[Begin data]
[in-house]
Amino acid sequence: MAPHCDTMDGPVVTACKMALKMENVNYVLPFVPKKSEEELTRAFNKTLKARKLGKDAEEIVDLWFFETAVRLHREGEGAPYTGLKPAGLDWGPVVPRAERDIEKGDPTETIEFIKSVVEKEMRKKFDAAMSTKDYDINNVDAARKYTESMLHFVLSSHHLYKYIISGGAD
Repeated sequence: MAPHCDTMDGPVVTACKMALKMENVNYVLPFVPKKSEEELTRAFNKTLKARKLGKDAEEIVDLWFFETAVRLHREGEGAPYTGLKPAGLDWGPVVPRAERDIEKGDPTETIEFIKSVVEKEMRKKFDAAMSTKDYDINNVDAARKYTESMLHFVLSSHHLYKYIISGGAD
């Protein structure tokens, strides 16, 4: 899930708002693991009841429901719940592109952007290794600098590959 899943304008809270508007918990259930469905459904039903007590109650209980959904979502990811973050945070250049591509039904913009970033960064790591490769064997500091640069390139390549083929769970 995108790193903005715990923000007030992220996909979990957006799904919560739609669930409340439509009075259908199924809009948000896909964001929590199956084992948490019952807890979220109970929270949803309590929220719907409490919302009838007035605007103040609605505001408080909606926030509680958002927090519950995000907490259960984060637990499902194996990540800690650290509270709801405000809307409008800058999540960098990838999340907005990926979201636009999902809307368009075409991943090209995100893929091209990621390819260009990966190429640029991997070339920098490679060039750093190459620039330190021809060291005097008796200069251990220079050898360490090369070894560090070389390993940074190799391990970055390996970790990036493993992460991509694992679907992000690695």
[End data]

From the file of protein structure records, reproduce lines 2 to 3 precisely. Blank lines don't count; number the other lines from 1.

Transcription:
Amino acid sequence: MAPHCDTMDGPVVTACKMALKMENVNYVLPFVPKKSEEELTRAFNKTLKARKLGKDAEEIVDLWFFETAVRLHREGEGAPYTGLKPAGLDWGPVVPRAERDIEKGDPTETIEFIKSVVEKEMRKKFDAAMSTKDYDINNVDAARKYTESMLHFVLSSHHLYKYIISGGAD
Repeated sequence: MAPHCDTMDGPVVTACKMALKMENVNYVLPFVPKKSEEELTRAFNKTLKARKLGKDAEEIVDLWFFETAVRLHREGEGAPYTGLKPAGLDWGPVVPRAERDIEKGDPTETIEFIKSVVEKEMRKKFDAAMSTKDYDINNVDAARKYTESMLHFVLSSHHLYKYIISGGAD